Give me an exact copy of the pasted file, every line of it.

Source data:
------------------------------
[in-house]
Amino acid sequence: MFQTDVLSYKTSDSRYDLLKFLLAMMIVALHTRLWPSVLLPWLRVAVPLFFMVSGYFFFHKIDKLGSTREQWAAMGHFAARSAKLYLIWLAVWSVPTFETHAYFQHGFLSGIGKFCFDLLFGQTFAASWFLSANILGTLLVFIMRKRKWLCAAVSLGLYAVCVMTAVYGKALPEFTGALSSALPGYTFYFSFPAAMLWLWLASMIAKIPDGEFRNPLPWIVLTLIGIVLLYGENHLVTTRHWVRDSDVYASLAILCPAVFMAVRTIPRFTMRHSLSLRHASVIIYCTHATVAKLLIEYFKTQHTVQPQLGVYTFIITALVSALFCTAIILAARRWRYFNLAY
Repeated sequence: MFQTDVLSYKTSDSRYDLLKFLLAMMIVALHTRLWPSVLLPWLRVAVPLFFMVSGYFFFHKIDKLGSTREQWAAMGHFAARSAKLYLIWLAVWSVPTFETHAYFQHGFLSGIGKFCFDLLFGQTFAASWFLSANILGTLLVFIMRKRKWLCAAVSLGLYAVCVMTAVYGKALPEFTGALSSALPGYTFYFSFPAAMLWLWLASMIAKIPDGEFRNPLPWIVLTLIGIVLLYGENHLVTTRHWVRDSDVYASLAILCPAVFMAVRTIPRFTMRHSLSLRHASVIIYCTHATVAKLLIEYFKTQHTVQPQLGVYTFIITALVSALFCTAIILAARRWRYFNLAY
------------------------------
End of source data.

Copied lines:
[in-house]
Amino acid sequence: MFQTDVLSYKTSDSRYDLLKFLLAMMIVALHTRLWPSVLLPWLRVAVPLFFMVSGYFFFHKIDKLGSTREQWAAMGHFAARSAKLYLIWLAVWSVPTFETHAYFQHGFLSGIGKFCFDLLFGQTFAASWFLSANILGTLLVFIMRKRKWLCAAVSLGLYAVCVMTAVYGKALPEFTGALSSALPGYTFYFSFPAAMLWLWLASMIAKIPDGEFRNPLPWIVLTLIGIVLLYGENHLVTTRHWVRDSDVYASLAILCPAVFMAVRTIPRFTMRHSLSLRHASVIIYCTHATVAKLLIEYFKTQHTVQPQLGVYTFIITALVSALFCTAIILAARRWRYFNLAY
Repeated sequence: MFQTDVLSYKTSDSRYDLLKFLLAMMIVALHTRLWPSVLLPWLRVAVPLFFMVSGYFFFHKIDKLGSTREQWAAMGHFAARSAKLYLIWLAVWSVPTFETHAYFQHGFLSGIGKFCFDLLFGQTFAASWFLSANILGTLLVFIMRKRKWLCAAVSLGLYAVCVMTAVYGKALPEFTGALSSALPGYTFYFSFPAAMLWLWLASMIAKIPDGEFRNPLPWIVLTLIGIVLLYGENHLVTTRHWVRDSDVYASLAILCPAVFMAVRTIPRFTMRHSLSLRHASVIIYCTHATVAKLLIEYFKTQHTVQPQLGVYTFIITALVSALFCTAIILAARRWRYFNLAY